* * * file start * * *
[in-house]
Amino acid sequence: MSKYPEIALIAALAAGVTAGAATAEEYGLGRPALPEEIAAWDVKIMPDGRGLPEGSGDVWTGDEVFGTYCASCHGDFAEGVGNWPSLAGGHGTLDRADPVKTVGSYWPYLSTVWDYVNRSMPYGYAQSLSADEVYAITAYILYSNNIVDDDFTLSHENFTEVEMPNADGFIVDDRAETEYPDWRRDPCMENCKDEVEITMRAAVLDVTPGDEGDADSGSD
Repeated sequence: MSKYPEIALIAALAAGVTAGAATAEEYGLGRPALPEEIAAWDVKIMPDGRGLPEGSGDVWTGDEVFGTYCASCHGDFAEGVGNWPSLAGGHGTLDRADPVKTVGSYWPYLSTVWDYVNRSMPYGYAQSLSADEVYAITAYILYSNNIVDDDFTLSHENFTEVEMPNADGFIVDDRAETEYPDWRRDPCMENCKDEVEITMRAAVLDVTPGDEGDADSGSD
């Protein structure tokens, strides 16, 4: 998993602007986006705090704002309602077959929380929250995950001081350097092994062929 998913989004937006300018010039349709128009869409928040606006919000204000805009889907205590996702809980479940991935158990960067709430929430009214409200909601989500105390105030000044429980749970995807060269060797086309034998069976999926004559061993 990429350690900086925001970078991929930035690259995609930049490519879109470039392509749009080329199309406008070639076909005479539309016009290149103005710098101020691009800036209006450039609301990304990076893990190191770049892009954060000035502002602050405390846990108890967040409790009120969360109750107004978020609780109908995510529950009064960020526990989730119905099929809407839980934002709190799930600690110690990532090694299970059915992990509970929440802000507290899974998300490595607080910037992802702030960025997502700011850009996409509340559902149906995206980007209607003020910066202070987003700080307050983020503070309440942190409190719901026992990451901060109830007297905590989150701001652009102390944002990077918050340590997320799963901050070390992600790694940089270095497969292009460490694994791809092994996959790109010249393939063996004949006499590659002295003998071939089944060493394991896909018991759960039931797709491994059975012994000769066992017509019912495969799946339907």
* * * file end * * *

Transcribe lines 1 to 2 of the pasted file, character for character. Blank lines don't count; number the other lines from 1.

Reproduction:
[in-house]
Amino acid sequence: MSKYPEIALIAALAAGVTAGAATAEEYGLGRPALPEEIAAWDVKIMPDGRGLPEGSGDVWTGDEVFGTYCASCHGDFAEGVGNWPSLAGGHGTLDRADPVKTVGSYWPYLSTVWDYVNRSMPYGYAQSLSADEVYAITAYILYSNNIVDDDFTLSHENFTEVEMPNADGFIVDDRAETEYPDWRRDPCMENCKDEVEITMRAAVLDVTPGDEGDADSGSD